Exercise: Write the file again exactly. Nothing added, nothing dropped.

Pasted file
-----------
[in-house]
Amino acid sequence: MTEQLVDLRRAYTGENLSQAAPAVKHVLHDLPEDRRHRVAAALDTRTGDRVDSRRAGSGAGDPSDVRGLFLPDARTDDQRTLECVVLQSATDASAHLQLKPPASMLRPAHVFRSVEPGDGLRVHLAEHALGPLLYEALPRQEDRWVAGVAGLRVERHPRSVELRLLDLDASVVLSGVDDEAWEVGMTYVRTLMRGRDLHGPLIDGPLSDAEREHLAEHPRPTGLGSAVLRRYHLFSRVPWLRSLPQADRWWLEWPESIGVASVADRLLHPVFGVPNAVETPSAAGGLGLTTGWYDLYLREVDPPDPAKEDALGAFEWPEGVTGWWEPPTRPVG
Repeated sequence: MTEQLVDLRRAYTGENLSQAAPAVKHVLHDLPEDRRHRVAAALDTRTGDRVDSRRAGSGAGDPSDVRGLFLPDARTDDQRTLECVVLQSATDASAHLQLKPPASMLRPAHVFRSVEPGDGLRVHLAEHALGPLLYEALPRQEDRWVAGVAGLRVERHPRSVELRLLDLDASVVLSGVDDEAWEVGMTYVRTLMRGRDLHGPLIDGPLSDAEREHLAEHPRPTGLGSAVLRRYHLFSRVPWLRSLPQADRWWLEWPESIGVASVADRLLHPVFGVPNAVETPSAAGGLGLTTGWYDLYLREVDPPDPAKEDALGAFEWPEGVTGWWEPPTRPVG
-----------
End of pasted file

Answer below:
[in-house]
Amino acid sequence: MTEQLVDLRRAYTGENLSQAAPAVKHVLHDLPEDRRHRVAAALDTRTGDRVDSRRAGSGAGDPSDVRGLFLPDARTDDQRTLECVVLQSATDASAHLQLKPPASMLRPAHVFRSVEPGDGLRVHLAEHALGPLLYEALPRQEDRWVAGVAGLRVERHPRSVELRLLDLDASVVLSGVDDEAWEVGMTYVRTLMRGRDLHGPLIDGPLSDAEREHLAEHPRPTGLGSAVLRRYHLFSRVPWLRSLPQADRWWLEWPESIGVASVADRLLHPVFGVPNAVETPSAAGGLGLTTGWYDLYLREVDPPDPAKEDALGAFEWPEGVTGWWEPPTRPVG
Repeated sequence: MTEQLVDLRRAYTGENLSQAAPAVKHVLHDLPEDRRHRVAAALDTRTGDRVDSRRAGSGAGDPSDVRGLFLPDARTDDQRTLECVVLQSATDASAHLQLKPPASMLRPAHVFRSVEPGDGLRVHLAEHALGPLLYEALPRQEDRWVAGVAGLRVERHPRSVELRLLDLDASVVLSGVDDEAWEVGMTYVRTLMRGRDLHGPLIDGPLSDAEREHLAEHPRPTGLGSAVLRRYHLFSRVPWLRSLPQADRWWLEWPESIGVASVADRLLHPVFGVPNAVETPSAAGGLGLTTGWYDLYLREVDPPDPAKEDALGAFEWPEGVTGWWEPPTRPVG